Havana has been busy making thick cigars. A trio of chunky new Cubans, from left: Cuaba 20 Aniversario (56 ring), Cohiba 50 Aniversario (60) and Trinidad Topes EL (56).
Twenty years ago, the thickest cigar coming out of Cuban cigar factories had a ring gauge of 52. Today, Cuba has 30 cigars that come in at 56 ring gauge or wider, including the Cohiba 50 Aniversario cigar, at 60. And the response to the global trend toward thicker cigars led by consumers and cigarmakers for the U.S. market is planned to grow.
Habanos S.A. co-president Luis Sánchez-Harguindey Pardo de Vera says that the Cuban cigar monopoly is going to keep pursuing its strategy of producing fat cigars because that’s what consumers around the world are asking for. Walid Saleh, managing director of Phoenicia Trading A.A., which distributes cigars throughout the Middle East, says his customers love them. “This is definitely a trend in our area,” Saleh says.
The infatuation with girth isn’t universal, however. Asian market sources report that because of cultural and historical considerations, most consumers there still haven’t jumped on the thick-cigar bandwagon. Norio Hattori-Paris, who works for Pacific Cigar Company Ltd., the main distributor of Cuban cigars in Asia, says that consumers who buy the fatter gauge cigars do so “mostly just to have them in their collections.” He adds that the majority, including himself, still prefer traditional sizes, and if they want a bigger cigar they opt for a double corona (with its relatively slim 49 ring gauge) or a Churchill (47).
But Habanos keeps rolling out new sizes that push past the 50-ring-gauge boundary. In September, the Hoyo de Monterrey Le Hoyo de Rio Seco (5 1/2 inches by 56 ring gauge) was launched in Lebanon as a regular-production extension of the Hoyo de Monterrey brand. Another high-profile 2018 addition is the Romeo y Julieta Gran Churchill, which, at 7 1/2 by 56, is one of the longest of the thick cigars in the Cuban portfolio. It’s a limited-edition cigar, as are many of the other thick smokes, such as the Partagás Salomon, a 7 1/4-by-57 smoke made for La Casa del Habano retail shops, and the Cohiba Robustos Supremos Edición Limitada 2014 (5 by 58).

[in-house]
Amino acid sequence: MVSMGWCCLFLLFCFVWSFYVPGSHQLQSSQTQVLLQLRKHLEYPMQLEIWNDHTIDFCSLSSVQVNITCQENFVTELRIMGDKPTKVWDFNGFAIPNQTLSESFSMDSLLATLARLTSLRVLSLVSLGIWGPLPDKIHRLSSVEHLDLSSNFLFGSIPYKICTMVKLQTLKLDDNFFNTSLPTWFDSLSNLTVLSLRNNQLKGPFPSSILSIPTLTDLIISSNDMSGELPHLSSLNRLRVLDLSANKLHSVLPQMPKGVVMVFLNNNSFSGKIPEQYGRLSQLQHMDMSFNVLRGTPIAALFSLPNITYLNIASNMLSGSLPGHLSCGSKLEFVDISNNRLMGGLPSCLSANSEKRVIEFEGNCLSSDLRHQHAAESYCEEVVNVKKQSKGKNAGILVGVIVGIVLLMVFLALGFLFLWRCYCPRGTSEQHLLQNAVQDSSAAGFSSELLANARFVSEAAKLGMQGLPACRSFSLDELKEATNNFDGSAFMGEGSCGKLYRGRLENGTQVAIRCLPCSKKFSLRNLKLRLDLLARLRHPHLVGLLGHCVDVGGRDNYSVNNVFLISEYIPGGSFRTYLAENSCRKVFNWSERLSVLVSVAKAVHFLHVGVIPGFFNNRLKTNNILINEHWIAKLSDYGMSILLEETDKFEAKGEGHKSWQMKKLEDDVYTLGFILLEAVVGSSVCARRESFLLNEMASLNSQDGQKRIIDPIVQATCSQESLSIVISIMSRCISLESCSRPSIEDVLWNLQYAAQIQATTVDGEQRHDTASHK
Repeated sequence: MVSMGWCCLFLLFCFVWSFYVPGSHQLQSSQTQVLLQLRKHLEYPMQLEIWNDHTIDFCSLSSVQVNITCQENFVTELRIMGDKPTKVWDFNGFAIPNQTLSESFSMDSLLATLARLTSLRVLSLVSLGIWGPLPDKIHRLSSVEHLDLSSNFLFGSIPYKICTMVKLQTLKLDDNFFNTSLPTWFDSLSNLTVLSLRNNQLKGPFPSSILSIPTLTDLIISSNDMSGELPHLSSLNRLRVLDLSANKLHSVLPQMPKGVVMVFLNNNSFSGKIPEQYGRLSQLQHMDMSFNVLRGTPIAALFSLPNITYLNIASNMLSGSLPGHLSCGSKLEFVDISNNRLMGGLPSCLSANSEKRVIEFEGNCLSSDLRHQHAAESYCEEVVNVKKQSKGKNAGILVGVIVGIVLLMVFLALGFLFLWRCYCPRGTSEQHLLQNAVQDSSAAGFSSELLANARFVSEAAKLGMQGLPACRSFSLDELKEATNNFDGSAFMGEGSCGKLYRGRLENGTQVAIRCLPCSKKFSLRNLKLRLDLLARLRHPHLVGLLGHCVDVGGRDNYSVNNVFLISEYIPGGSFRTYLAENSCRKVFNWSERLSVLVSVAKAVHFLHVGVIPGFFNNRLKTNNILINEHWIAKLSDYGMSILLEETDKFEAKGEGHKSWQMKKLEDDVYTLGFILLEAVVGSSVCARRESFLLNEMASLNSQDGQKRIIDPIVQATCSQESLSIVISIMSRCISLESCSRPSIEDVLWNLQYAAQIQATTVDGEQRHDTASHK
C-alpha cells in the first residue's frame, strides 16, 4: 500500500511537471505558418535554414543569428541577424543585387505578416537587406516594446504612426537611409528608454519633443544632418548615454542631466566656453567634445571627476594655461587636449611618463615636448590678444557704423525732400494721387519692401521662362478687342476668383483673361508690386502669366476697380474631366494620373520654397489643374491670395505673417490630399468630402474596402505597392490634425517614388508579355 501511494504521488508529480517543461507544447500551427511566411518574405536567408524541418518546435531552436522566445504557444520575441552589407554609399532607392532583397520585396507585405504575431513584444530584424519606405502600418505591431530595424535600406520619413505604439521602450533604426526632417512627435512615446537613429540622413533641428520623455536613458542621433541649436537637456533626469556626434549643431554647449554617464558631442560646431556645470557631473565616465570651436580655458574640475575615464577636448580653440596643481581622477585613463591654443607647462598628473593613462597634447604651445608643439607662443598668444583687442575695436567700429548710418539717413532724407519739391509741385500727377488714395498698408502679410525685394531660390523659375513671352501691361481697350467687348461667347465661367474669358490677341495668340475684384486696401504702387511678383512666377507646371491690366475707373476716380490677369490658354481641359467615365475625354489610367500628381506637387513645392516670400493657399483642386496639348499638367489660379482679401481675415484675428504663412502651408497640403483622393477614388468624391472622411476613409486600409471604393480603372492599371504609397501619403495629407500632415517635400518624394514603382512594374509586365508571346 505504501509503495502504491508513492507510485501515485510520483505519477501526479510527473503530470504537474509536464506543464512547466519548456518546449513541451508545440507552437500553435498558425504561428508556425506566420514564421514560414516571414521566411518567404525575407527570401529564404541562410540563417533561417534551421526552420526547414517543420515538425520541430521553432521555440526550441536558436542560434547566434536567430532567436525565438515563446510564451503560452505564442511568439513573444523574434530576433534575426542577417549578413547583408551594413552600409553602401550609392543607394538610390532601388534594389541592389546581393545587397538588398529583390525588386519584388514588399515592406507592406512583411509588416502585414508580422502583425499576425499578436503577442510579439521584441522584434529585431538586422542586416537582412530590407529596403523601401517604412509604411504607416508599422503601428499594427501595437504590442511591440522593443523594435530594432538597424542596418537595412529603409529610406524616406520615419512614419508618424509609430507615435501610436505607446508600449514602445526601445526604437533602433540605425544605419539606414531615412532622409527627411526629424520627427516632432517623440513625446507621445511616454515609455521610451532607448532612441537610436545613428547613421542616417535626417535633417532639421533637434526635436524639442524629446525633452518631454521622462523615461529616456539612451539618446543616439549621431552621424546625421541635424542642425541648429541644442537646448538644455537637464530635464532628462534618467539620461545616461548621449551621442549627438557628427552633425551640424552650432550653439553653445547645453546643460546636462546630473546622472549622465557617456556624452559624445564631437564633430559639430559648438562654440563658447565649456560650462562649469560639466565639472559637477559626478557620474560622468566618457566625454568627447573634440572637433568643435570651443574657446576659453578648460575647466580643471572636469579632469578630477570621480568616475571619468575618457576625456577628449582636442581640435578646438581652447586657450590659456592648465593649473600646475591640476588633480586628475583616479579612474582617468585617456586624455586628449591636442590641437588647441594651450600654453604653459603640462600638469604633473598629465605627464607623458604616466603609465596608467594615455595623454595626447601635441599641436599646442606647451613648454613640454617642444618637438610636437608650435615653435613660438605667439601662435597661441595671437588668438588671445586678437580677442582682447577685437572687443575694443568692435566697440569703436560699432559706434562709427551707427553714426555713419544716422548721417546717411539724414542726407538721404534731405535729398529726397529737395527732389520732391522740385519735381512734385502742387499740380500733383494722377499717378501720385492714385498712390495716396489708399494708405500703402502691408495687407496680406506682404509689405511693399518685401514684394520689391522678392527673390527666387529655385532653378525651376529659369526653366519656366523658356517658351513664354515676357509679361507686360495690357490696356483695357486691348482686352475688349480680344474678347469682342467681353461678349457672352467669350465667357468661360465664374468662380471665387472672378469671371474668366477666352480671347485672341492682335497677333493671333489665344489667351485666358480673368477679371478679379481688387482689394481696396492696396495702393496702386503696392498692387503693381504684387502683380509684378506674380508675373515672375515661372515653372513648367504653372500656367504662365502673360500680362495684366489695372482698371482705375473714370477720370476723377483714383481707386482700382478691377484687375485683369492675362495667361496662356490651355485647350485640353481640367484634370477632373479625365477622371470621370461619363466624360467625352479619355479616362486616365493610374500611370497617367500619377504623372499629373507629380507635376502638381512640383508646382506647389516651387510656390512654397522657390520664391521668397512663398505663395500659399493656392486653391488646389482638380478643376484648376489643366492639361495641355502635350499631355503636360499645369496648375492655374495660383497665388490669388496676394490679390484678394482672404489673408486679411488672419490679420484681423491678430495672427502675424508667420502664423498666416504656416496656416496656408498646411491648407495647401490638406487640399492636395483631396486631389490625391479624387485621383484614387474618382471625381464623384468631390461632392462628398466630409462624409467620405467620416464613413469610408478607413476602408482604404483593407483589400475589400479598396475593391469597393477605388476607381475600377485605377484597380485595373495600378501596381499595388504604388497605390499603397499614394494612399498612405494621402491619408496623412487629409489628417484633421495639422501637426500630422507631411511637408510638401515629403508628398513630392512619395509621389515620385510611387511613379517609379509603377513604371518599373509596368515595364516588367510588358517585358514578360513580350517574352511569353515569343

In 2017, the only fat Cuban cigar announced was the Bolivar Mundiales (6 1/3 by 56), which will come in a 115th anniversary humidor. But 2016 was a banner year for thick Cubans, with four cigars sporting ring gauges of 56 and fatter: the Bolivar Tesoro (7 1/4 by 57), a Regional Edition Salomon made for Germany; the Cohiba Majestuosos 1966 (5 7/8 by 58) a limited-edition Cohiba made for the brand’s 50th anniversary, which came in an ornate humidor; the Cuaba 20 Aniversario (6 3/4 by 56), which will also come in a special humidor; and the Trinidad Topes (5 by 56), an Edición Limitada.
But the star of the 2016 releases was the Cohiba 50 Aniversario, a 60-ring-gauge smoke that—up to now—is the widest cigar ever produced in modern-day Cuba. Also known by its factory name, Grandioso, it’s 7 inches long and is extremely rare, having only been sold as part of the Cohiba 50th anniversary humidor, of which only 50 were made, each containing 50 cigars, for a total global run of 2,500 cigars. The No. 1 humidor was auctioned at the 2016 Festival del Habano and fetched approximately $350,000 at the time. The other 49 humidors were auctioned to the main Habanos distributors around the world, with a base price of $227,000. Others have sold for even more.
Most of Cuba’s global brands now have a 56-ring-gauge cigar or bigger. H. Upmann has the Magnum 56 (6 by 56) and the Supremas No. 2 (7 by 58), Partagás the Partagás 170 (6 3/4 by 56). And no one expects this fat cigar trend to stop anytime soon.